Conversation with Michelle, the Atheist
The fourth Netroots Nation Conference is now written in the Book of Life. It was a wonderfully thought-provoking experience for me, and being a speaker was an honor for which I am deeply grateful. (You can see for yourself how lively the discussion was about the separation of church and state and progressives’ use of universal values and religious imagery in public discourse by clicking here.) But, as is often the case in life, it was some of the one-on-one conversations that made the biggest impression on me.
One of those conversations took place the day after my panel, when I fell into step with a woman who introduced herself as having been among the listeners in our workshop. Michelle told me she was a lesbian and an atheist, and while she respected my faith position, she could not accept my invitation to add religious imagery or language to her political activism, even as a way to express common human values. She repeated concerns — noted in the discussion by both speakers and members of the audience — about a slippery slope into religious fanaticism if such ideas are allowed into political conversations. But the fact is, those ideas already are there.
For the foreseeable future, most Americans are believers in God. The comment was made in our workshop that 25% of American youth are atheists, which means 75% of our youth are committed or open to religious imagery of some sort. And conservatives are already using religious imagery and language to connect with them and win their votes.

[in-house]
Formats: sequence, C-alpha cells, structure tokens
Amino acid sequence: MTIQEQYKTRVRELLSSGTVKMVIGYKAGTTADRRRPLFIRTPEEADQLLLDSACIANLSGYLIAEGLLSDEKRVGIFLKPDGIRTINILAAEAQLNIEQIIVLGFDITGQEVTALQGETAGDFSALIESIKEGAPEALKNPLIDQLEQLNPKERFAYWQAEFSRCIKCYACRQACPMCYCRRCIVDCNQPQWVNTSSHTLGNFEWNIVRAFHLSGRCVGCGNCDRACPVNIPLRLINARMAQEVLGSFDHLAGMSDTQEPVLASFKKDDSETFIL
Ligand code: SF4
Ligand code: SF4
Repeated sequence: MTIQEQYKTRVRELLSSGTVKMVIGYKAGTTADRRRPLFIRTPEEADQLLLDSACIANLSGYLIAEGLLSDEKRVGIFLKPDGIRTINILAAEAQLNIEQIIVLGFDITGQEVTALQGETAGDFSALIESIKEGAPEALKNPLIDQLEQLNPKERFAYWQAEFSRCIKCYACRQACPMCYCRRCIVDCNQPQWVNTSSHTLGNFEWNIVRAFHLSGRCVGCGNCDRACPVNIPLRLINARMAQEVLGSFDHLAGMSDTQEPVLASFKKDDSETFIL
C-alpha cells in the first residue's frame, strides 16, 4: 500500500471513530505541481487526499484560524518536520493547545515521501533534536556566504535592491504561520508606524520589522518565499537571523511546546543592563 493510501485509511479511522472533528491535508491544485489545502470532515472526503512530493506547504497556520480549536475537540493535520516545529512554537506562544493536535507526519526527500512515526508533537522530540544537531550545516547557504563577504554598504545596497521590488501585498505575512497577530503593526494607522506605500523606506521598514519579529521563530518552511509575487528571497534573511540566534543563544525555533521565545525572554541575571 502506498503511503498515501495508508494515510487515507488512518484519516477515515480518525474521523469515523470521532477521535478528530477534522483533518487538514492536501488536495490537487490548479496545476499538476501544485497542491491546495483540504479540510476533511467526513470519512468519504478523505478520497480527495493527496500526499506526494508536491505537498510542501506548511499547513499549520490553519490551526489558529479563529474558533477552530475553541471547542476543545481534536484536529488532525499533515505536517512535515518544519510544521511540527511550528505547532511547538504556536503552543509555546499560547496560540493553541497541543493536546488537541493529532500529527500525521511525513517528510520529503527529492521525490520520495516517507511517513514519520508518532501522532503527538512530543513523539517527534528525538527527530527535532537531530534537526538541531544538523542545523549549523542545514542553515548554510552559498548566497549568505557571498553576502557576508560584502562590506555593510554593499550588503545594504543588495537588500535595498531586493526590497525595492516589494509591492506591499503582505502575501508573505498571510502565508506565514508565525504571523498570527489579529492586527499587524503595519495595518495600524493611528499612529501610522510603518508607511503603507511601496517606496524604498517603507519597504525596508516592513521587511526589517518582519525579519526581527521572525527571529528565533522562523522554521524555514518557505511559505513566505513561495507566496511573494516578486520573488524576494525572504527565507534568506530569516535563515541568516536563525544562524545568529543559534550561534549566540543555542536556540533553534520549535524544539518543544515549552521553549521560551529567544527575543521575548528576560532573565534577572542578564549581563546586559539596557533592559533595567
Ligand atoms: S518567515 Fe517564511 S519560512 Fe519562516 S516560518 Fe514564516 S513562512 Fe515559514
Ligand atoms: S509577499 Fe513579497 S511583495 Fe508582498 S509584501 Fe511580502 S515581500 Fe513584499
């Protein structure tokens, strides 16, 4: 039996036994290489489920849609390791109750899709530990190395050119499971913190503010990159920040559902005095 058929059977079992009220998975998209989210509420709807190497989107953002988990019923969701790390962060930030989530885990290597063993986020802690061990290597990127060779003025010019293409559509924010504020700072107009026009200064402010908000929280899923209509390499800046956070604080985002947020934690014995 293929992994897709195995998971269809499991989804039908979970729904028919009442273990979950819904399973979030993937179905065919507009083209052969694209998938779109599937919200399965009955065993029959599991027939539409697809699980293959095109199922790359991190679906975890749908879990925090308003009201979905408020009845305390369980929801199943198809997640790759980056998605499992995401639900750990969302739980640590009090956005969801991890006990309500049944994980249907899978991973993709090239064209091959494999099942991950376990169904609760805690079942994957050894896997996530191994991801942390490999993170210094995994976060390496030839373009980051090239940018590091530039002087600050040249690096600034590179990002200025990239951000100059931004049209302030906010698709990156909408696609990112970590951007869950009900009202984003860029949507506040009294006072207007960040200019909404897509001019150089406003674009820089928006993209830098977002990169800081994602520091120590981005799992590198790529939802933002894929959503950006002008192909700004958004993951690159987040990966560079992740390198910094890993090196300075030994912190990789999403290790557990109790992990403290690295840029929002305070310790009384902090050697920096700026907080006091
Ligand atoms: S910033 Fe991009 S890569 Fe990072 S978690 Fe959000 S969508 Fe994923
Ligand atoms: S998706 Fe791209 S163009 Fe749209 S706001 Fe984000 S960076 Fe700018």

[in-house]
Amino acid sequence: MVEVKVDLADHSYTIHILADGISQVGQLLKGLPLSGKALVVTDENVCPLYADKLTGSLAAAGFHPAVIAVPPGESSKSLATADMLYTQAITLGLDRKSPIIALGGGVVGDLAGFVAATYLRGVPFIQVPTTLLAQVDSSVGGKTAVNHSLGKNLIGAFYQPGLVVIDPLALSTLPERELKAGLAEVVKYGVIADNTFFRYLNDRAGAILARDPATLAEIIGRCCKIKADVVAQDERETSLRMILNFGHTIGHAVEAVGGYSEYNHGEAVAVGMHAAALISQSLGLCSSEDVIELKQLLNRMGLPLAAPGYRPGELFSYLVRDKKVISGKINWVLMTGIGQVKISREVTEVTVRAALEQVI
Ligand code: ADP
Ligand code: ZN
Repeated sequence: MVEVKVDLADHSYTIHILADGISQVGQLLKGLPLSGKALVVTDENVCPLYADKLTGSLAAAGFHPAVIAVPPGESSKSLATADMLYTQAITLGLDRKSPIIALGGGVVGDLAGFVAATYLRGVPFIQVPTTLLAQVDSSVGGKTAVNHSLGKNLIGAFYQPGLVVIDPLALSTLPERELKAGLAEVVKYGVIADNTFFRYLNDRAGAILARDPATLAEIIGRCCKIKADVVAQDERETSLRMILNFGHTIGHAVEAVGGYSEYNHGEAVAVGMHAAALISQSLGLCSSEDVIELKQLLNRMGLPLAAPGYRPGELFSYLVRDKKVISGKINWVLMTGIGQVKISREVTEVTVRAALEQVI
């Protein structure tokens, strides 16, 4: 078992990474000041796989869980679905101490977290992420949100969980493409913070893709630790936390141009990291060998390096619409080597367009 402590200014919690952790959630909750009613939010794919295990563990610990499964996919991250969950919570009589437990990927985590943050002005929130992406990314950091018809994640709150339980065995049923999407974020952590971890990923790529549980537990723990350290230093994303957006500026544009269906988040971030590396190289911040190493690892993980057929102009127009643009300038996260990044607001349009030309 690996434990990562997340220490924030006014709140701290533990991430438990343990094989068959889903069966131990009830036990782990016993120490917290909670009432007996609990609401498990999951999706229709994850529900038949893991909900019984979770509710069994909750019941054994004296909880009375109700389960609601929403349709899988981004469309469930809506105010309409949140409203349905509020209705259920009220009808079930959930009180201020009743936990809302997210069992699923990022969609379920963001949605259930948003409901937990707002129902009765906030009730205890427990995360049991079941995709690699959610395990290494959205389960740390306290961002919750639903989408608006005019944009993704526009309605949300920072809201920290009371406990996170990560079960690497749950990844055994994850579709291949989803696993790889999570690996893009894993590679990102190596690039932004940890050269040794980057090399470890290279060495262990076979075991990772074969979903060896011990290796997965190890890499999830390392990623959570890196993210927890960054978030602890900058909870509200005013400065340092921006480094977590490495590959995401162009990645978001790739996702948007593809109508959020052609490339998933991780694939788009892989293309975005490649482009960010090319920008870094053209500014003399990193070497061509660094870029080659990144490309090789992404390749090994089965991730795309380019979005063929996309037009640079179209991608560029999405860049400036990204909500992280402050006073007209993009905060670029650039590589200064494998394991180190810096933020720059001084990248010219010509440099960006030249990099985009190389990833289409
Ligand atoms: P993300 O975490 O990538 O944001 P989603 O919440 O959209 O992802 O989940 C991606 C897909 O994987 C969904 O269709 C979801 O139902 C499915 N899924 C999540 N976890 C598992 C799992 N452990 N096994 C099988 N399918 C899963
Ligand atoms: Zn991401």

But religious values – even specifically Christian values – don’t have to be the territory of the religious right. For example, we progressives value treating everyone with equal dignity and respect, even if they are different from us. Some call it social justice; others call it the Golden Rule. And that same ethic is part of Christian tradition, too, taught to us in the story of the Good Samaritan. Christian moral values do overlap – quite a lot – with progressive values.
The progressive movement simply can’t afford to avoid conversations about our common ground with such a large percentage of American voters. Indeed, if we want to win votes to win elections and pass important legislation, as I do, and many of those I met at Netroots do, then we only hurt our own cause when we limit our conversations with our religious neighbors.
While atheists might wish they could refer religious folk they meet to their religious colleagues, like me, that is usually not a practical possibility in the moment. When we refuse to enter that space where the other person is comfortable, we miss an opportunity to engage in a meaningful conversation that could bring our neighbor to a change of heart on things we care about, like marriage for GLBT people.
I deeply appreciate Michelle’s honesty and sensitivity. Perhaps the wonder of cyberspace will bring my gratitude and response to her attention. And I really hope that she or another atheist will have the grace to continue this conversation.